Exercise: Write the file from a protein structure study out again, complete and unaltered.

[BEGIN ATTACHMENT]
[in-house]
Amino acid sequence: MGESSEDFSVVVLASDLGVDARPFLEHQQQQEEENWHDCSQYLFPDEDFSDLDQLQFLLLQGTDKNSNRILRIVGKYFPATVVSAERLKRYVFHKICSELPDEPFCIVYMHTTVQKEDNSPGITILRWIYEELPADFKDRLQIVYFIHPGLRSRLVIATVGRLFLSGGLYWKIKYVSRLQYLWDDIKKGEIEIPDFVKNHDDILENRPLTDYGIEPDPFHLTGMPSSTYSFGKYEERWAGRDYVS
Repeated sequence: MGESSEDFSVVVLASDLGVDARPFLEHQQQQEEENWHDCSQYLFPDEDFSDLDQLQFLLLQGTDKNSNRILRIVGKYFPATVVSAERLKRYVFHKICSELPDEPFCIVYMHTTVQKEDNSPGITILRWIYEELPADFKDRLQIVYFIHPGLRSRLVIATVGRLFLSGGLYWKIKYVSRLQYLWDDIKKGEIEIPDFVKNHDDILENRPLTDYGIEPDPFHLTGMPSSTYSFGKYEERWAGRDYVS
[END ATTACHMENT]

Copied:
[in-house]
Amino acid sequence: MGESSEDFSVVVLASDLGVDARPFLEHQQQQEEENWHDCSQYLFPDEDFSDLDQLQFLLLQGTDKNSNRILRIVGKYFPATVVSAERLKRYVFHKICSELPDEPFCIVYMHTTVQKEDNSPGITILRWIYEELPADFKDRLQIVYFIHPGLRSRLVIATVGRLFLSGGLYWKIKYVSRLQYLWDDIKKGEIEIPDFVKNHDDILENRPLTDYGIEPDPFHLTGMPSSTYSFGKYEERWAGRDYVS
Repeated sequence: MGESSEDFSVVVLASDLGVDARPFLEHQQQQEEENWHDCSQYLFPDEDFSDLDQLQFLLLQGTDKNSNRILRIVGKYFPATVVSAERLKRYVFHKICSELPDEPFCIVYMHTTVQKEDNSPGITILRWIYEELPADFKDRLQIVYFIHPGLRSRLVIATVGRLFLSGGLYWKIKYVSRLQYLWDDIKKGEIEIPDFVKNHDDILENRPLTDYGIEPDPFHLTGMPSSTYSFGKYEERWAGRDYVS